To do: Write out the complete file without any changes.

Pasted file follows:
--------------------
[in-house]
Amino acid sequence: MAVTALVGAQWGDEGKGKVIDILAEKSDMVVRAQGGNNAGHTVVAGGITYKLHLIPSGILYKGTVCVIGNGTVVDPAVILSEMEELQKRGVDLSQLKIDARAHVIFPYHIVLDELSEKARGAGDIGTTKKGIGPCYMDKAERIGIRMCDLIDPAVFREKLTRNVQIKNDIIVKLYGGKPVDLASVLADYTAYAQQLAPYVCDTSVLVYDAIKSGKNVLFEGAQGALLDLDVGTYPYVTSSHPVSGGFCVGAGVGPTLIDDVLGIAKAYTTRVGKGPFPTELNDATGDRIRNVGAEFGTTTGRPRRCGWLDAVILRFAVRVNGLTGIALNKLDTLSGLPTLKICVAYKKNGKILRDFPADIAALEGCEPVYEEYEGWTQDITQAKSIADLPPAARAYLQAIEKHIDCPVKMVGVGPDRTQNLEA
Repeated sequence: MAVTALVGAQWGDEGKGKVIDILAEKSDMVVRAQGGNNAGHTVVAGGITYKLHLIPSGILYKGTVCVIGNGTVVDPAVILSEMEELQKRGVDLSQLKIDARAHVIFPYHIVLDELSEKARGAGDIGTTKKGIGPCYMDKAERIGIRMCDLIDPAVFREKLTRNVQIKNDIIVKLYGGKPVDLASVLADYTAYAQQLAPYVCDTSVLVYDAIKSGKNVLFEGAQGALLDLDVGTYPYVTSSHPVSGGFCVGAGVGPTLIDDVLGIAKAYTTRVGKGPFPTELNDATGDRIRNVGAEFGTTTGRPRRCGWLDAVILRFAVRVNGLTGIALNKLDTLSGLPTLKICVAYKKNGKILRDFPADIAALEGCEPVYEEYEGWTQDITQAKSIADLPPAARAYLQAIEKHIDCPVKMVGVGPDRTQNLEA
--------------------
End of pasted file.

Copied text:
[in-house]
Amino acid sequence: MAVTALVGAQWGDEGKGKVIDILAEKSDMVVRAQGGNNAGHTVVAGGITYKLHLIPSGILYKGTVCVIGNGTVVDPAVILSEMEELQKRGVDLSQLKIDARAHVIFPYHIVLDELSEKARGAGDIGTTKKGIGPCYMDKAERIGIRMCDLIDPAVFREKLTRNVQIKNDIIVKLYGGKPVDLASVLADYTAYAQQLAPYVCDTSVLVYDAIKSGKNVLFEGAQGALLDLDVGTYPYVTSSHPVSGGFCVGAGVGPTLIDDVLGIAKAYTTRVGKGPFPTELNDATGDRIRNVGAEFGTTTGRPRRCGWLDAVILRFAVRVNGLTGIALNKLDTLSGLPTLKICVAYKKNGKILRDFPADIAALEGCEPVYEEYEGWTQDITQAKSIADLPPAARAYLQAIEKHIDCPVKMVGVGPDRTQNLEA
Repeated sequence: MAVTALVGAQWGDEGKGKVIDILAEKSDMVVRAQGGNNAGHTVVAGGITYKLHLIPSGILYKGTVCVIGNGTVVDPAVILSEMEELQKRGVDLSQLKIDARAHVIFPYHIVLDELSEKARGAGDIGTTKKGIGPCYMDKAERIGIRMCDLIDPAVFREKLTRNVQIKNDIIVKLYGGKPVDLASVLADYTAYAQQLAPYVCDTSVLVYDAIKSGKNVLFEGAQGALLDLDVGTYPYVTSSHPVSGGFCVGAGVGPTLIDDVLGIAKAYTTRVGKGPFPTELNDATGDRIRNVGAEFGTTTGRPRRCGWLDAVILRFAVRVNGLTGIALNKLDTLSGLPTLKICVAYKKNGKILRDFPADIAALEGCEPVYEEYEGWTQDITQAKSIADLPPAARAYLQAIEKHIDCPVKMVGVGPDRTQNLEA